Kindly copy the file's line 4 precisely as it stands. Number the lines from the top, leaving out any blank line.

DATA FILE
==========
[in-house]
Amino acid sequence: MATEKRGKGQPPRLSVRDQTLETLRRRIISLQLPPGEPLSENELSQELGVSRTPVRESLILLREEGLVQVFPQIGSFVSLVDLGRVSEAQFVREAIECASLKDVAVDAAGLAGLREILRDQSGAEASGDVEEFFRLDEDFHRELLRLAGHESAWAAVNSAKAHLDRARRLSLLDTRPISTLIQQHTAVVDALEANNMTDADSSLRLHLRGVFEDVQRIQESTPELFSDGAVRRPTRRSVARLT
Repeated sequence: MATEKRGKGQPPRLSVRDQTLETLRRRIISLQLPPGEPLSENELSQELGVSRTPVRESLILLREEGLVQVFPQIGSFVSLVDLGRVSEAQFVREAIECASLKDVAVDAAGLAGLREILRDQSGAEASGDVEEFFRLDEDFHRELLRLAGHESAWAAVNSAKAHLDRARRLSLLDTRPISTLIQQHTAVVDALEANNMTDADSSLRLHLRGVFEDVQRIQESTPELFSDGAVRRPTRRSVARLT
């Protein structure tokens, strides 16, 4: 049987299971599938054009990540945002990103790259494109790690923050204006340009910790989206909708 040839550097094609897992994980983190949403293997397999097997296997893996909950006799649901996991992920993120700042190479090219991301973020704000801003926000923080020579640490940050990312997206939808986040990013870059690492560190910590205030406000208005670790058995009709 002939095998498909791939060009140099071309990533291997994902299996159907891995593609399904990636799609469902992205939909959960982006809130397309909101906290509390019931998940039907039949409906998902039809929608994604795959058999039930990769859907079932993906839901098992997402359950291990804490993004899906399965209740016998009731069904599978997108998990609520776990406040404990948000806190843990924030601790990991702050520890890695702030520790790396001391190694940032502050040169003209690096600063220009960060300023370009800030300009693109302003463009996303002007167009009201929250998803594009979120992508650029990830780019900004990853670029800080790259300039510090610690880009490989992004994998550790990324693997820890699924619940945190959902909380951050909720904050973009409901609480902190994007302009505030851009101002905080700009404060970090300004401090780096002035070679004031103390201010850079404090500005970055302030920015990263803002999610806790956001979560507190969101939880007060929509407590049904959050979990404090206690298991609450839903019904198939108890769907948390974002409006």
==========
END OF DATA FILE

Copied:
């Protein structure tokens, strides 16, 4: 049987299971599938054009990540945002990103790259494109790690923050204006340009910790989206909708 040839550097094609897992994980983190949403293997397999097997296997893996909950006799649901996991992920993120700042190479090219991301973020704000801003926000923080020579640490940050990312997206939808986040990013870059690492560190910590205030406000208005670790058995009709 002939095998498909791939060009140099071309990533291997994902299996159907891995593609399904990636799609469902992205939909959960982006809130397309909101906290509390019931998940039907039949409906998902039809929608994604795959058999039930990769859907079932993906839901098992997402359950291990804490993004899906399965209740016998009731069904599978997108998990609520776990406040404990948000806190843990924030601790990991702050520890890695702030520790790396001391190694940032502050040169003209690096600063220009960060300023370009800030300009693109302003463009996303002007167009009201929250998803594009979120992508650029990830780019900004990853670029800080790259300039510090610690880009490989992004994998550790990324693997820890699924619940945190959902909380951050909720904050973009409901609480902190994007302009505030851009101002905080700009404060970090300004401090780096002035070679004031103390201010850079404090500005970055302030920015990263803002999610806790956001979560507190969101939880007060929509407590049904959050979990404090206690298991609450839903019904198939108890769907948390974002409006």